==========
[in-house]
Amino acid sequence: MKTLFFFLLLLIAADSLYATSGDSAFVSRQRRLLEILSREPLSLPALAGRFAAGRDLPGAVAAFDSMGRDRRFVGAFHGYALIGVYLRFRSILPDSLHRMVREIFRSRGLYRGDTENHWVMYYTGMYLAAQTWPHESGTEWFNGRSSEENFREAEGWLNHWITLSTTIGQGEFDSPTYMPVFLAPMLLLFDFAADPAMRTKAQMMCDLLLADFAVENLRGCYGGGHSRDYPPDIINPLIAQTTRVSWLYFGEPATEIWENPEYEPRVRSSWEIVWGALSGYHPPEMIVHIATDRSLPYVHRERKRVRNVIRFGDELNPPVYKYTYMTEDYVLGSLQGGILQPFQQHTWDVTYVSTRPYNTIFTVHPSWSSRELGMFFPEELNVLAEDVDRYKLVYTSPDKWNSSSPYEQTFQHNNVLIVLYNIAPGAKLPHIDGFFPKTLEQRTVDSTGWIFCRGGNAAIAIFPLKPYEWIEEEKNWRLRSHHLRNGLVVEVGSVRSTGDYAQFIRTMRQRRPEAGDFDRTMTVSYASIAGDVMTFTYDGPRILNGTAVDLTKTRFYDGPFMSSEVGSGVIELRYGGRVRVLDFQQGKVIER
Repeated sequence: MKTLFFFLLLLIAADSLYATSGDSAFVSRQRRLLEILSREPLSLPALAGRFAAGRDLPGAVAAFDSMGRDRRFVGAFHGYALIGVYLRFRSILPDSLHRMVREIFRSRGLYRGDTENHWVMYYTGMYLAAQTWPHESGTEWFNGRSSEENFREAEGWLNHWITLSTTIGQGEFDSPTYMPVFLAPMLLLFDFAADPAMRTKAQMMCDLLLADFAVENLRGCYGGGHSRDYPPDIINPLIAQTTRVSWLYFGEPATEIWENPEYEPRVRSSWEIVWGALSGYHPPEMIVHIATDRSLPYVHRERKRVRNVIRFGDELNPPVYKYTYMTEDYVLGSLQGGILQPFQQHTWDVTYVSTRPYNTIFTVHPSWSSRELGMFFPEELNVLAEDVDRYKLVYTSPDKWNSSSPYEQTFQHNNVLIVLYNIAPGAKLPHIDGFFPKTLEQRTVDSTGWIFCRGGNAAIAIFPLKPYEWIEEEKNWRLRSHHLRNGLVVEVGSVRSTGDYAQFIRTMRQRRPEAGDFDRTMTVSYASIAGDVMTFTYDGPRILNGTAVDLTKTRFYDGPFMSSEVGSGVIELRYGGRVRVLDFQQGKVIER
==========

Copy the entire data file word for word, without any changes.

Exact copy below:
[in-house]
Amino acid sequence: MKTLFFFLLLLIAADSLYATSGDSAFVSRQRRLLEILSREPLSLPALAGRFAAGRDLPGAVAAFDSMGRDRRFVGAFHGYALIGVYLRFRSILPDSLHRMVREIFRSRGLYRGDTENHWVMYYTGMYLAAQTWPHESGTEWFNGRSSEENFREAEGWLNHWITLSTTIGQGEFDSPTYMPVFLAPMLLLFDFAADPAMRTKAQMMCDLLLADFAVENLRGCYGGGHSRDYPPDIINPLIAQTTRVSWLYFGEPATEIWENPEYEPRVRSSWEIVWGALSGYHPPEMIVHIATDRSLPYVHRERKRVRNVIRFGDELNPPVYKYTYMTEDYVLGSLQGGILQPFQQHTWDVTYVSTRPYNTIFTVHPSWSSRELGMFFPEELNVLAEDVDRYKLVYTSPDKWNSSSPYEQTFQHNNVLIVLYNIAPGAKLPHIDGFFPKTLEQRTVDSTGWIFCRGGNAAIAIFPLKPYEWIEEEKNWRLRSHHLRNGLVVEVGSVRSTGDYAQFIRTMRQRRPEAGDFDRTMTVSYASIAGDVMTFTYDGPRILNGTAVDLTKTRFYDGPFMSSEVGSGVIELRYGGRVRVLDFQQGKVIER
Repeated sequence: MKTLFFFLLLLIAADSLYATSGDSAFVSRQRRLLEILSREPLSLPALAGRFAAGRDLPGAVAAFDSMGRDRRFVGAFHGYALIGVYLRFRSILPDSLHRMVREIFRSRGLYRGDTENHWVMYYTGMYLAAQTWPHESGTEWFNGRSSEENFREAEGWLNHWITLSTTIGQGEFDSPTYMPVFLAPMLLLFDFAADPAMRTKAQMMCDLLLADFAVENLRGCYGGGHSRDYPPDIINPLIAQTTRVSWLYFGEPATEIWENPEYEPRVRSSWEIVWGALSGYHPPEMIVHIATDRSLPYVHRERKRVRNVIRFGDELNPPVYKYTYMTEDYVLGSLQGGILQPFQQHTWDVTYVSTRPYNTIFTVHPSWSSRELGMFFPEELNVLAEDVDRYKLVYTSPDKWNSSSPYEQTFQHNNVLIVLYNIAPGAKLPHIDGFFPKTLEQRTVDSTGWIFCRGGNAAIAIFPLKPYEWIEEEKNWRLRSHHLRNGLVVEVGSVRSTGDYAQFIRTMRQRRPEAGDFDRTMTVSYASIAGDVMTFTYDGPRILNGTAVDLTKTRFYDGPFMSSEVGSGVIELRYGGRVRVLDFQQGKVIER